From the introduction stated above, we can clearly see that different structures should be used for simulating Si-QDs in different environment. Besides the structures presented above, there are many other structures used to simulate Si-QDs, we’ll not elaborate here. It is crucial to choose an appropriate structure for a certain problem, otherwise the results may be inaccuracy and make no sense.


3. Method of calculation

Local-density approximations (LDA) are a class of approximations to the exchange correlation energy functional in DFT that depends solely upon the value of the electronic density at each point in space (and not, for example, derivatives of the density or the Kohn-Sham orbits). It was used to study on the band gap and PL of Si-QDs in early researches because of its simplicity and low computation cost. However, it is well known that time-independent LDA calculations typically underestimate the experimental photo-absorption gaps of Si-QDs (Vasiliev et al., 2001). TDLDA is then developed by Vasiliev as a natural extension of the ground state density-functional formalism and LDA, designed to include the proper representation of excited states.

The computation software we used is CASTEP module of Material Studio. CASTEP is an ab initio quantum mechanical program employing DFT to simulate the properties of solids, interfaces, and surfaces for a wide range of materials classes such as ceramics, semiconductors, and metals. First principle calculations allow researchers to investigate the nature and origin of the electronic, optical, and structural properties of a system without the need for any experimental input. It allows to choosing local, gradient-corrected, and non-local functionals for approximating exchange and correlation effect, and non-local functional include screened exchange, HF, B3LYP and PBE0. The screened exchange LDA (sX-LDA) is used to calculate the band structures of silicon quantum dots by considering the computational cost and accuracy. The structures with hydrogen and oxygen passivations are partially shown in Fig. 3 and Fig.4, respectively.


4. Energy gaps of silicon quantum dots

Researches of Si-QDs can be divided into two groups: experimental measurements and theoretical simulations. The results of experiments are coincide with that of simulations to some extent, in spite of some discrepancies attributing to the measurement errors in experiments and the idealized structures in simulations. In this section, some results from other researchers are introduced first. Our computational results are then illustrated in the figures.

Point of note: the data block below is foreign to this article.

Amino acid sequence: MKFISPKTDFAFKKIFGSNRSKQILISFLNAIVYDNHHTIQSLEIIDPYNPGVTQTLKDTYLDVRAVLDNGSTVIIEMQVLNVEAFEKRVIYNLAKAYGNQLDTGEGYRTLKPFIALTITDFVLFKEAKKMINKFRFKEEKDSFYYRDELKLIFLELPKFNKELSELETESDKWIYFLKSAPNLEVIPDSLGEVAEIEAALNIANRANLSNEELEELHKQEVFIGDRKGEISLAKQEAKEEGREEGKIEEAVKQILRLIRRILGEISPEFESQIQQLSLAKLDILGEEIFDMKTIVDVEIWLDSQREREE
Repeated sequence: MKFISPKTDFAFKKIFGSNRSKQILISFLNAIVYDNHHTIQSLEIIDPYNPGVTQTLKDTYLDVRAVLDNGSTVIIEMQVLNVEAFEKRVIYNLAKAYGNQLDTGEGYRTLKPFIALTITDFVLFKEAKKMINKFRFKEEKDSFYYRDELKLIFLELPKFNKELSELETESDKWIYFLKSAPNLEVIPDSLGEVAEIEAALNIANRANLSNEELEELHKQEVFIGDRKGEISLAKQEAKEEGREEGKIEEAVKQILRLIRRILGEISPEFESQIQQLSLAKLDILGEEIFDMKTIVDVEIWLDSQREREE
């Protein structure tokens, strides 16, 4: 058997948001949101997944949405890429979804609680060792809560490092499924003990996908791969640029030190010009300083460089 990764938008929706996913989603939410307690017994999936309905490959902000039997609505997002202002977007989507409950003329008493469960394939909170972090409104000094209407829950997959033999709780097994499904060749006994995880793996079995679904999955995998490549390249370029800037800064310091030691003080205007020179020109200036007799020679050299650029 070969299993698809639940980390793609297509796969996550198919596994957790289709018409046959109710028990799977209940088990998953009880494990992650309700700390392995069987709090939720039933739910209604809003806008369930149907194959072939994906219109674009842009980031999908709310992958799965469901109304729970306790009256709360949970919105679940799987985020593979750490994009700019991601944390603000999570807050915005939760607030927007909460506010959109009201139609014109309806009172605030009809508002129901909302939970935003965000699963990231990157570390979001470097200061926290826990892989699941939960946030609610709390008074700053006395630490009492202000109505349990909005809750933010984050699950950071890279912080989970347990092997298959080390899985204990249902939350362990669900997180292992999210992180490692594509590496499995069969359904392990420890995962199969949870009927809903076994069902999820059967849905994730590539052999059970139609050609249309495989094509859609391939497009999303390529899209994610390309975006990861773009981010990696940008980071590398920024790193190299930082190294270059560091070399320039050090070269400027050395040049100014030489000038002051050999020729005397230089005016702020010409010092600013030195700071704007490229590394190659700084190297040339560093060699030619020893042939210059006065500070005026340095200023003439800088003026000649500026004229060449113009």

4.1. Experimental results

Very Large amounts of works have been done on light emission from Si-QDs because they are believed to be the luminescence centres in PS which had been observed having visible PL and electroluminescence at room temperature. Generally, the properties of Si-QDs are studied by measuring their PL in experiments. As we mentioned above, it is so hard to precisely control the purity and size of the sample that the results of different experiments may be differ from each other to some extent.

Figure 8.

Summary of experimental data on peak PL energy versus Si- QD size

Wilcoxon et al (Wilcoxon et al., 1999) had summarized most of the existing experimental results for PL peak energies as a function of the diameter of the Si-QDs, see Fig. 8. We note that there are differences in the dependence on size reported by different authors. As explained by Wilcoxon et al, all PL peaks of SiO2 capped Si-QDs or Si-QDs embedded in glass matrices fall into the shaded region of the diagram while the experimental data for the oxygen-free samples (for the same value of the diameter) fall above this shaded region. So we can clearly see that the interface situation plays a significant role in the luminescence from Si-QDs.